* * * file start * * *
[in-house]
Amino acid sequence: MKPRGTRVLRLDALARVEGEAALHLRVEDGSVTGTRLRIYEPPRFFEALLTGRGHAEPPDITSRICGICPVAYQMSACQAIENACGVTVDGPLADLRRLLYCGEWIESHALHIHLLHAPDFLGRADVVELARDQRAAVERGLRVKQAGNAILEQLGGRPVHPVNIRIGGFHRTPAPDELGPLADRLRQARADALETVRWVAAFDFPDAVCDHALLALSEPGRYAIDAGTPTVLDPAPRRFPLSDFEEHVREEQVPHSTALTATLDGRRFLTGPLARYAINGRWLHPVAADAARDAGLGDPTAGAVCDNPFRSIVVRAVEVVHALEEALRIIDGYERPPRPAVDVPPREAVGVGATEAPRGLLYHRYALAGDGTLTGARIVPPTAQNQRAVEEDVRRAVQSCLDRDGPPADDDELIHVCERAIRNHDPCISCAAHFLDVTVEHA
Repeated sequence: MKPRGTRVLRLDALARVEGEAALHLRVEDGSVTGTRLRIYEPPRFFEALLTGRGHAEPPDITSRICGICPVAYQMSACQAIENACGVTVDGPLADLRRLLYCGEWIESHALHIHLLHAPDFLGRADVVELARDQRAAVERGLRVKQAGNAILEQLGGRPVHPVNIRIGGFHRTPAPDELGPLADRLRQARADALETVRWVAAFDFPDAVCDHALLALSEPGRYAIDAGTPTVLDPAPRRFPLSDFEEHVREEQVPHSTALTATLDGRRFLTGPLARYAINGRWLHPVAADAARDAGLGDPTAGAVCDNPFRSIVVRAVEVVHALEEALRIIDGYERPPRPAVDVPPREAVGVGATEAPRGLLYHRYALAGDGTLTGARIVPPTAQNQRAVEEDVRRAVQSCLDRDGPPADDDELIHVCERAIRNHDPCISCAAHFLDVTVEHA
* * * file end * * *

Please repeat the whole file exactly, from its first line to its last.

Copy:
[in-house]
Amino acid sequence: MKPRGTRVLRLDALARVEGEAALHLRVEDGSVTGTRLRIYEPPRFFEALLTGRGHAEPPDITSRICGICPVAYQMSACQAIENACGVTVDGPLADLRRLLYCGEWIESHALHIHLLHAPDFLGRADVVELARDQRAAVERGLRVKQAGNAILEQLGGRPVHPVNIRIGGFHRTPAPDELGPLADRLRQARADALETVRWVAAFDFPDAVCDHALLALSEPGRYAIDAGTPTVLDPAPRRFPLSDFEEHVREEQVPHSTALTATLDGRRFLTGPLARYAINGRWLHPVAADAARDAGLGDPTAGAVCDNPFRSIVVRAVEVVHALEEALRIIDGYERPPRPAVDVPPREAVGVGATEAPRGLLYHRYALAGDGTLTGARIVPPTAQNQRAVEEDVRRAVQSCLDRDGPPADDDELIHVCERAIRNHDPCISCAAHFLDVTVEHA
Repeated sequence: MKPRGTRVLRLDALARVEGEAALHLRVEDGSVTGTRLRIYEPPRFFEALLTGRGHAEPPDITSRICGICPVAYQMSACQAIENACGVTVDGPLADLRRLLYCGEWIESHALHIHLLHAPDFLGRADVVELARDQRAAVERGLRVKQAGNAILEQLGGRPVHPVNIRIGGFHRTPAPDELGPLADRLRQARADALETVRWVAAFDFPDAVCDHALLALSEPGRYAIDAGTPTVLDPAPRRFPLSDFEEHVREEQVPHSTALTATLDGRRFLTGPLARYAINGRWLHPVAADAARDAGLGDPTAGAVCDNPFRSIVVRAVEVVHALEEALRIIDGYERPPRPAVDVPPREAVGVGATEAPRGLLYHRYALAGDGTLTGARIVPPTAQNQRAVEEDVRRAVQSCLDRDGPPADDDELIHVCERAIRNHDPCISCAAHFLDVTVEHA